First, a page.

A recent study of 1,038 migrants from the mainland revealed how uncaring we can be. Although Chinese in a city that is 95 per cent of the same ethnicity and mostly able to speak Cantonese, the majority lived as outsiders. The Institute of Education survey showed that nearly 57 per cent perceived daily discrimination, 60 per cent believed Hong Kong people were intolerant towards new immigrants, and 66 per cent thought locals misunderstood and held biases towards them.

As a result, more than nine in 10 had not participated in community activities in the six months before the poll and just 12 per cent felt they were Hongkongers.

There is arguably nothing unusual about such figures for any big city. I don’t have statistical comparisons for New York, London or Paris, but know from friends who have lived in these cities that they can be equally inhospitable. Part of it is down to the rush of life, which gives the perception that people are cold. But the best opportunities are also in such places and that leads to higher housing costs, bigger disparities in income and a sense among some that they have reached the top. Hardly surprising, then, that there are those with superior attitudes.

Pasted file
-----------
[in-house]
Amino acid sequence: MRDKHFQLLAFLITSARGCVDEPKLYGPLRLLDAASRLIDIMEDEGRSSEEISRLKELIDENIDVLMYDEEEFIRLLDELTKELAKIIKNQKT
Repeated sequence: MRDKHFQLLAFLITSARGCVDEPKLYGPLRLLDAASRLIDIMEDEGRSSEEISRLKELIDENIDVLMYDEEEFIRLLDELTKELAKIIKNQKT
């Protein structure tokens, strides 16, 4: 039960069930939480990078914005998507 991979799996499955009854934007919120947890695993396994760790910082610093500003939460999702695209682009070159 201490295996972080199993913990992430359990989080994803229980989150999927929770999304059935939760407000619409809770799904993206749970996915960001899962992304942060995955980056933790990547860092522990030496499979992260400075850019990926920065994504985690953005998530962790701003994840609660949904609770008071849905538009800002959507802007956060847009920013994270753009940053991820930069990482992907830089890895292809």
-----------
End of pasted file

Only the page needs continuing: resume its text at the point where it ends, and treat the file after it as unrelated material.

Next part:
Anyone who makes an effort to fit in will tell otherwise, of course. But that may not be so easy when a community is against you. The hostility that mainland boy Siu Yau-wai has encountered since his grandmother revealed how he had been living illegally in hiding for nine years shows how rabid some of us can get. Even though he had been brought here aged three and this was the only home he had known, protesters railed at a school’s offer of an entrance test. A voluntary decision for his return to the mainland was met with cries of victory.